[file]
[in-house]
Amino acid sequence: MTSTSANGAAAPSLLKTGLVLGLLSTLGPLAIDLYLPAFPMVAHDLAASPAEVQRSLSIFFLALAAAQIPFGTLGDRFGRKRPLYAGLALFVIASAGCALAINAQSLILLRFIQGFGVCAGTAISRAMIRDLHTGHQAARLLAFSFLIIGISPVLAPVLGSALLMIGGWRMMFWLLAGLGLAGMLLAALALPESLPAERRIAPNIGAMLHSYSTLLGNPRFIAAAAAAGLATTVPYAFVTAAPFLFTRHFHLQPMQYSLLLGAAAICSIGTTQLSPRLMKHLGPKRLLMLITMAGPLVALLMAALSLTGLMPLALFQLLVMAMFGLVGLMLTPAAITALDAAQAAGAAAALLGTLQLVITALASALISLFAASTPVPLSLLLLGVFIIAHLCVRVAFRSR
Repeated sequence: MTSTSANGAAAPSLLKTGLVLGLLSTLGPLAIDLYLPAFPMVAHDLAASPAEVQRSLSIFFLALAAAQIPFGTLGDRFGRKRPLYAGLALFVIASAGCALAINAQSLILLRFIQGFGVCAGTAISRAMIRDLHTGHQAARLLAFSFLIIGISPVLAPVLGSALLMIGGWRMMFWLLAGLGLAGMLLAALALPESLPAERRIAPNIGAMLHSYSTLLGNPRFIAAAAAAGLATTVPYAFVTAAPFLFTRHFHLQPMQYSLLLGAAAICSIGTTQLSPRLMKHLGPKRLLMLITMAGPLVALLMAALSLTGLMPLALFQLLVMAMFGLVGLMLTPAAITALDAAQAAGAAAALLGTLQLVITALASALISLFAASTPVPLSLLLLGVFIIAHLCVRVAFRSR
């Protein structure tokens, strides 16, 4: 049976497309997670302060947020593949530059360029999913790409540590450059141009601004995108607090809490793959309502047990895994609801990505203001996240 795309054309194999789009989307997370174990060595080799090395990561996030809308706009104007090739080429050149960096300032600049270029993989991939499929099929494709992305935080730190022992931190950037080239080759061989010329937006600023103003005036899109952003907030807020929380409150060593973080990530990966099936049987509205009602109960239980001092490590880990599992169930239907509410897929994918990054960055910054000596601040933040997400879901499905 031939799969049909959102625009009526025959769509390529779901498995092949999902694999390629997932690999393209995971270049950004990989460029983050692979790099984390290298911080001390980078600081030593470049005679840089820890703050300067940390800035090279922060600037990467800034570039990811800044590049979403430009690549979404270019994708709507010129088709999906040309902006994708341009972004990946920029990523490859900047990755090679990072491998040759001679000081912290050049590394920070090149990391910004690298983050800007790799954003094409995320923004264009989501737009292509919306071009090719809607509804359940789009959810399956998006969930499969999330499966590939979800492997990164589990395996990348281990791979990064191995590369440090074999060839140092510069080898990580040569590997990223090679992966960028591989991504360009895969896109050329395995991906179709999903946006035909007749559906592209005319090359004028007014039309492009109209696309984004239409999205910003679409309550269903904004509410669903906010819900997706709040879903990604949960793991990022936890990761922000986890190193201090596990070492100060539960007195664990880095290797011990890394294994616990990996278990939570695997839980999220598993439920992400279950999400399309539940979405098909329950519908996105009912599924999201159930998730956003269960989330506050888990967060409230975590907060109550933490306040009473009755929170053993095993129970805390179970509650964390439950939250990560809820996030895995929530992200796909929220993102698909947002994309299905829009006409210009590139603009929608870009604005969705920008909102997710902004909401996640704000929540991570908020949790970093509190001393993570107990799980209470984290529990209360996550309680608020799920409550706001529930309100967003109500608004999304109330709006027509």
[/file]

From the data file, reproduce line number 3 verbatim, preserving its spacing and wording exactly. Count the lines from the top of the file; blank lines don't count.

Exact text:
Repeated sequence: MTSTSANGAAAPSLLKTGLVLGLLSTLGPLAIDLYLPAFPMVAHDLAASPAEVQRSLSIFFLALAAAQIPFGTLGDRFGRKRPLYAGLALFVIASAGCALAINAQSLILLRFIQGFGVCAGTAISRAMIRDLHTGHQAARLLAFSFLIIGISPVLAPVLGSALLMIGGWRMMFWLLAGLGLAGMLLAALALPESLPAERRIAPNIGAMLHSYSTLLGNPRFIAAAAAAGLATTVPYAFVTAAPFLFTRHFHLQPMQYSLLLGAAAICSIGTTQLSPRLMKHLGPKRLLMLITMAGPLVALLMAALSLTGLMPLALFQLLVMAMFGLVGLMLTPAAITALDAAQAAGAAAALLGTLQLVITALASALISLFAASTPVPLSLLLLGVFIIAHLCVRVAFRSR